Power: it’s something none of us can do without, both the enabling and limiting factor of everything from smartphones through to electric vehicles, and it’s ripe for a revolution. Hoping to lead just that is Gogoro, startup brainchild of former HTC innovation chief Horace Luke and Matt Taylor, and coming out from the shadows today to share a few early hints about its plans “to transform energy distribution” within smart cities. I caught up with Luke to find out more, curious at indications that some new power system potentially for EVs could be on the cards.
The company’s leadership team is fairly tight-lipped. The first product announcements aren’t expected until CES 2015 in January, and today’s news is more about confirming the company name and talking about what’s expected to total $150m in combined Series A and B funding that was arranged since 2011.
Luke left HTC back in 2011, and counts Microsoft among his previous employers. In fact, HTC’s Cher Wang was an early investor in Gogoro, part of the original $50m funding round.
The goal, Luke told me, is to “create a more intelligent and adaptive energy network for consumers,” and it’s working with Panasonic on power and battery technologies to enable that.
Exactly what that might look like in practice, the startup is tight-lipped on. However, a browse through Gogoro’s current patent portfolio shows a strong leaning toward interchangeable batteries and power-packs, smarter access to distributed recharging stations, and ways in which electric vehicles could be improved.
A number of patents, for instance, concern a system of charging stations that could be spread around a city, servicing electric cars or scooters. Users could remotely reserve a battery pack – or have one automatically reserved if it’s expected to be required on their upcoming route – in a way that sounds somewhat similar to how Tesla will operate its battery exchange stations set to begin rolling out this year.
Since popular locations could end up with more power packs than they need, another patent suggests “redeemable incentives” that could be “offered to users to return or exchange their portable electrical energy storage devices at selected collection, charging and distribution machines.”
Further patents suggest rapid-charging technologies, such as simultaneously topping up a battery both from the mains electricity supply and from a bank of other power packs.
Even the way that vehicles or devices could interact with this new power system has been considered. Gogoro has patents around battery bays that automatically unlock and open when they’re near a charging station, or that open according to levels of charge. Vehicles that can communicate with the grid to report their current power condition have also been investigated, along with ways to physically secure removable batteries so that they’re not prone to theft or damage.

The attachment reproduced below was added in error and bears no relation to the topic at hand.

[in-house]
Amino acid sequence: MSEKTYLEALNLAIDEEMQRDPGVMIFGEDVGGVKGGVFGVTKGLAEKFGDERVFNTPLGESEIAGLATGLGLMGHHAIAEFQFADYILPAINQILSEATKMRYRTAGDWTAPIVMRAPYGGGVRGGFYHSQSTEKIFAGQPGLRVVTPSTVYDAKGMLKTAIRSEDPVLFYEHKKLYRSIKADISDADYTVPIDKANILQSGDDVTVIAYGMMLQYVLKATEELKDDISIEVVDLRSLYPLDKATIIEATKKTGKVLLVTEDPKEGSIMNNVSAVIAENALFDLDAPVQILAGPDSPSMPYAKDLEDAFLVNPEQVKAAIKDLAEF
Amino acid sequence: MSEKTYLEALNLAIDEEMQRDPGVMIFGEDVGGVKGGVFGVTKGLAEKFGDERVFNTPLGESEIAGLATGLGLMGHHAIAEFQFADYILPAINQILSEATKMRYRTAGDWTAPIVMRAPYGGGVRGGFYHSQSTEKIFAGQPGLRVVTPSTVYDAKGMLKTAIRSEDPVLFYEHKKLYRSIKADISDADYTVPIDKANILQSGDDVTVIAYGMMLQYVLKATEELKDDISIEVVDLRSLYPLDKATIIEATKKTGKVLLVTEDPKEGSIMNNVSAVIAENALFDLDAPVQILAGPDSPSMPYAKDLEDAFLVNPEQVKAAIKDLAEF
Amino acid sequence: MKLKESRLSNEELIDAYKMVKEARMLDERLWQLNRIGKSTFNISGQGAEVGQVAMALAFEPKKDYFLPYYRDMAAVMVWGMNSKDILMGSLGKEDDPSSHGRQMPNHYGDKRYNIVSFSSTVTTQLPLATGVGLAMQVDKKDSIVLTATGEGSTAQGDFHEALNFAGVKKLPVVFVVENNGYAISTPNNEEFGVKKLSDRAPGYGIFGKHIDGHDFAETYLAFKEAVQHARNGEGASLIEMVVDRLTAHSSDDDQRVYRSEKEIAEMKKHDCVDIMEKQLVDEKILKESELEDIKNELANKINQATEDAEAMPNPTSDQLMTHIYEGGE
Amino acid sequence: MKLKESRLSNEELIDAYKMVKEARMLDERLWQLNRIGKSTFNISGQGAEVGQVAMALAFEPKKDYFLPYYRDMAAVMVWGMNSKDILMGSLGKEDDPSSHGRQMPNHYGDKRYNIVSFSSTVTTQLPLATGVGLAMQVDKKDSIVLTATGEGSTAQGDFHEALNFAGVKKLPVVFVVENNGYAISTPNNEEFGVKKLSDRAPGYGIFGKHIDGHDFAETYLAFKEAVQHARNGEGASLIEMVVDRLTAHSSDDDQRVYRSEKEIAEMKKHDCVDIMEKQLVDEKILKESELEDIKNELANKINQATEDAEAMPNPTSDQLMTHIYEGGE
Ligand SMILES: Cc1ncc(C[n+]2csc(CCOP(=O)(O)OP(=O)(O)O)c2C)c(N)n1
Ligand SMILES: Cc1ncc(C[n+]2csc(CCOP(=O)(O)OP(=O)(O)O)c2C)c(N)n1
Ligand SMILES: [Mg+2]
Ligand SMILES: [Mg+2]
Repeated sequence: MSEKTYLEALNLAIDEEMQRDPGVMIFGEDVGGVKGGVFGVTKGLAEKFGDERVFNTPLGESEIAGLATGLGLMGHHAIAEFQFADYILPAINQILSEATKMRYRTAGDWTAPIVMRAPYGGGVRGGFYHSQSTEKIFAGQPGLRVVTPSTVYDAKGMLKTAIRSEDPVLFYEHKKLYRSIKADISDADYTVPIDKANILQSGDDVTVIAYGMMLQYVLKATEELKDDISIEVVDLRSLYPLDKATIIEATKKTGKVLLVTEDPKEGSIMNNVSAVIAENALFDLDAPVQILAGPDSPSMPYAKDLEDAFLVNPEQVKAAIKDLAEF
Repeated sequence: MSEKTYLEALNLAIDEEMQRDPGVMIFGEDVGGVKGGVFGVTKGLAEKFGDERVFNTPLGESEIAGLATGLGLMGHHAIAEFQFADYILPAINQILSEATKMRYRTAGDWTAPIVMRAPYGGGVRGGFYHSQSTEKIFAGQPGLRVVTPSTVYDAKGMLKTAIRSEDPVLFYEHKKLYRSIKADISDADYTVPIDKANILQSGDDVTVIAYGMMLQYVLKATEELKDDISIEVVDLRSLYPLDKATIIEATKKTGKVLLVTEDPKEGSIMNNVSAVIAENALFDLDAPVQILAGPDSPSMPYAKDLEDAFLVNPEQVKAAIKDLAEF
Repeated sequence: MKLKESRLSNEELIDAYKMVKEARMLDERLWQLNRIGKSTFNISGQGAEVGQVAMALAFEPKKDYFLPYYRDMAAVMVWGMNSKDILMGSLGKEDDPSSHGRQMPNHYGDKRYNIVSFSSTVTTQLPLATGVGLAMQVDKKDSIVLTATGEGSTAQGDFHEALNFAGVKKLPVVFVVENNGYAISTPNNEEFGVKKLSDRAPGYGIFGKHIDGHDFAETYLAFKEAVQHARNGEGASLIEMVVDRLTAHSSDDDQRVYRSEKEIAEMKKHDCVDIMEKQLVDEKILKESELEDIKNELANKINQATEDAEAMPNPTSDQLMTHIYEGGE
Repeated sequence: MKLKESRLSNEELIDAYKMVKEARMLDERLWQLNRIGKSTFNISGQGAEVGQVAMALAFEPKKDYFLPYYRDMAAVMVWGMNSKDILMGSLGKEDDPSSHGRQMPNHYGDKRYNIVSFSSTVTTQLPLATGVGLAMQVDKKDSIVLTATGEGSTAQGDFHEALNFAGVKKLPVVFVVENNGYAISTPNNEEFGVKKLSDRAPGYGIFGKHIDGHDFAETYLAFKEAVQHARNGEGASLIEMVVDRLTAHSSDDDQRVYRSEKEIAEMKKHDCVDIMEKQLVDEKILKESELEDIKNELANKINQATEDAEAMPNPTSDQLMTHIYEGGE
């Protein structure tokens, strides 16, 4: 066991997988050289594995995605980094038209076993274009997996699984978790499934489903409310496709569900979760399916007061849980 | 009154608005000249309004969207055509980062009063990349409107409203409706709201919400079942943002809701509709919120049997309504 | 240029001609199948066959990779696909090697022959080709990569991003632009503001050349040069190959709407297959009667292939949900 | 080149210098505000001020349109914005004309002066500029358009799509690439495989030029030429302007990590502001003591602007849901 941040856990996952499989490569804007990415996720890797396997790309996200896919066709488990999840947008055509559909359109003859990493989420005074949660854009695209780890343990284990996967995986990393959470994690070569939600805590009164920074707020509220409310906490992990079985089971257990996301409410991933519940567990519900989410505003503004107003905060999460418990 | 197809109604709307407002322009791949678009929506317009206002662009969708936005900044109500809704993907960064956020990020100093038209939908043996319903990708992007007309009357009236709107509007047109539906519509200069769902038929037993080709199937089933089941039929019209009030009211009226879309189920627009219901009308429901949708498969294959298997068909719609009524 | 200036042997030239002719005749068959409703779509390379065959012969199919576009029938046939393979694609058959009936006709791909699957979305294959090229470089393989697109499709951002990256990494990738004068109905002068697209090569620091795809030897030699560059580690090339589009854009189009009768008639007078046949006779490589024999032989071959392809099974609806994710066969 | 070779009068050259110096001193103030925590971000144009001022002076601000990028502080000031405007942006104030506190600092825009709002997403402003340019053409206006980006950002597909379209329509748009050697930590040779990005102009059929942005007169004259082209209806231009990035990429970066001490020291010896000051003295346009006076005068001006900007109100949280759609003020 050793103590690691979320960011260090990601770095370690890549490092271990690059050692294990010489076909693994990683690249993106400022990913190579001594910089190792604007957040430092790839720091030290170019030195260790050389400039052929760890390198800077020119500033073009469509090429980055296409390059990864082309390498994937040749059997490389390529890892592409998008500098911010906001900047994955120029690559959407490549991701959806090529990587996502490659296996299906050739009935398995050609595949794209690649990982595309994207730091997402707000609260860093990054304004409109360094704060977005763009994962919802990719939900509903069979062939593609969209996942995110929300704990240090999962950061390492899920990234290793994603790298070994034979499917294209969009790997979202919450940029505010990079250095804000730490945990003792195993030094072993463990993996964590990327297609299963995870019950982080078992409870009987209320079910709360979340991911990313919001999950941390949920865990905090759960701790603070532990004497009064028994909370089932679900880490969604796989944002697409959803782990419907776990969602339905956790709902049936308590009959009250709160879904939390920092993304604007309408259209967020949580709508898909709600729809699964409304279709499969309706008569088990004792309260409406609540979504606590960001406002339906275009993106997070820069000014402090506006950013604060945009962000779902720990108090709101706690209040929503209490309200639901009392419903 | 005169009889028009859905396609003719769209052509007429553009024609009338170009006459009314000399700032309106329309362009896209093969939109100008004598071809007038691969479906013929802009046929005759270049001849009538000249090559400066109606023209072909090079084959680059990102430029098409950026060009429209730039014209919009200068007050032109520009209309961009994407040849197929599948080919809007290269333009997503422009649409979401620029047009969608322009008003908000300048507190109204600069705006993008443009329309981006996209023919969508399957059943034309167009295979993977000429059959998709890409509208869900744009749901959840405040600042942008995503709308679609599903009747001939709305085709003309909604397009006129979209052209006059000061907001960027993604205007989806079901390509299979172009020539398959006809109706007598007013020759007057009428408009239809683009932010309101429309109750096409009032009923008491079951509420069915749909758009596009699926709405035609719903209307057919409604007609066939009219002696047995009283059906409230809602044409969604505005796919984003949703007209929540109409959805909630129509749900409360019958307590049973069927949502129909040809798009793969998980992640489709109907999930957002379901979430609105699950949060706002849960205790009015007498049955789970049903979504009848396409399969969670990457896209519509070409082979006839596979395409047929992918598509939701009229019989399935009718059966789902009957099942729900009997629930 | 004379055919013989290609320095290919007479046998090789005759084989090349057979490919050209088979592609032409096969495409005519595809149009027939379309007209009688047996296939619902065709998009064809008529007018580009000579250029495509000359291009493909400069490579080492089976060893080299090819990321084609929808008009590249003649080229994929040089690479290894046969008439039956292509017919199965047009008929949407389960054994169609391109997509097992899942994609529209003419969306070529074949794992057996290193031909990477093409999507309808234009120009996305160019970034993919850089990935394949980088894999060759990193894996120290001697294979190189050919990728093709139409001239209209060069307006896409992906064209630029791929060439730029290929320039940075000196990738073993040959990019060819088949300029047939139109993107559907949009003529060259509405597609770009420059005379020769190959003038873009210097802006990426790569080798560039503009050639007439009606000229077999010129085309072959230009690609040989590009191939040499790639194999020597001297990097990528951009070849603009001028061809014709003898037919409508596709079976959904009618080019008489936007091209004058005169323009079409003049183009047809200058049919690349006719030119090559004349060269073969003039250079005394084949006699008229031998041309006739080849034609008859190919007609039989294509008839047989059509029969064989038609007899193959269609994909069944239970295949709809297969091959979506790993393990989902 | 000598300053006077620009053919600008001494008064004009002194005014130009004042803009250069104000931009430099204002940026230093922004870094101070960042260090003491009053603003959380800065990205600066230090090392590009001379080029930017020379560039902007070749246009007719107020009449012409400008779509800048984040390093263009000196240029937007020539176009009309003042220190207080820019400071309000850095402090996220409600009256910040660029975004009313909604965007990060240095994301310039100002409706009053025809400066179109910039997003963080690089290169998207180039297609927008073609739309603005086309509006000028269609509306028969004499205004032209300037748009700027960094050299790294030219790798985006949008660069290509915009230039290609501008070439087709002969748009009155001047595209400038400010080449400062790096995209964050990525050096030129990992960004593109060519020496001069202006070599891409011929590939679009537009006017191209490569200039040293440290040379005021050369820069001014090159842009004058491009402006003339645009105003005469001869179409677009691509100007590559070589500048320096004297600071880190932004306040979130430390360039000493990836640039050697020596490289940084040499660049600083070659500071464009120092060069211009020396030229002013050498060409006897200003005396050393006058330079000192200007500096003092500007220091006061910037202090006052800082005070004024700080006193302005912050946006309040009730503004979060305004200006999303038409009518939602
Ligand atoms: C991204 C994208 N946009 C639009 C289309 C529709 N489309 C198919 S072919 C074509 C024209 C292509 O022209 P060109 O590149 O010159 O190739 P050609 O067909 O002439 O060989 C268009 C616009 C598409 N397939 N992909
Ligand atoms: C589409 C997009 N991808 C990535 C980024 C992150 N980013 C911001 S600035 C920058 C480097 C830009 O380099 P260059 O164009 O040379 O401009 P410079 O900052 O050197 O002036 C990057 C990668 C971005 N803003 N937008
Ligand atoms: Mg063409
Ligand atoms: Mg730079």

Other patents detail electric drive systems, telemetry reporting, and even how removable power packs could be authenticated, seemingly similar to the manner in which some camera batteries use DRM so that only official products will actually work.
Similar onboard processing could be used to record vehicle diagnostic data to a battery, which could then be reported when it was returned to a charging bay. For instance, one Gogoro patent suggests, the battery could log the broken tail light and worn brake pads of an electric scooter, recommending their replacement.
Better battery technology – particularly around the area of transportation – is a topic of intense research for many teams right now. Earlier this year, for instance, Ford and Samsung revealed the results of a joint project into more energy-dense Li-Ion batteries that could be as much as 40-percent lighter than those found in traditional EVs.
We’ll have to wait until the new year to see the first evidence of Gogoro’s handiwork, though from the sound of things this is about more than just a bigger smartphone battery. If Luke can address the true power issue in modern cities – getting the right amounts of juice to the right place, at just the right time – then it could prove to be the tipping point for a number of technologies.
MORE Gogoro patents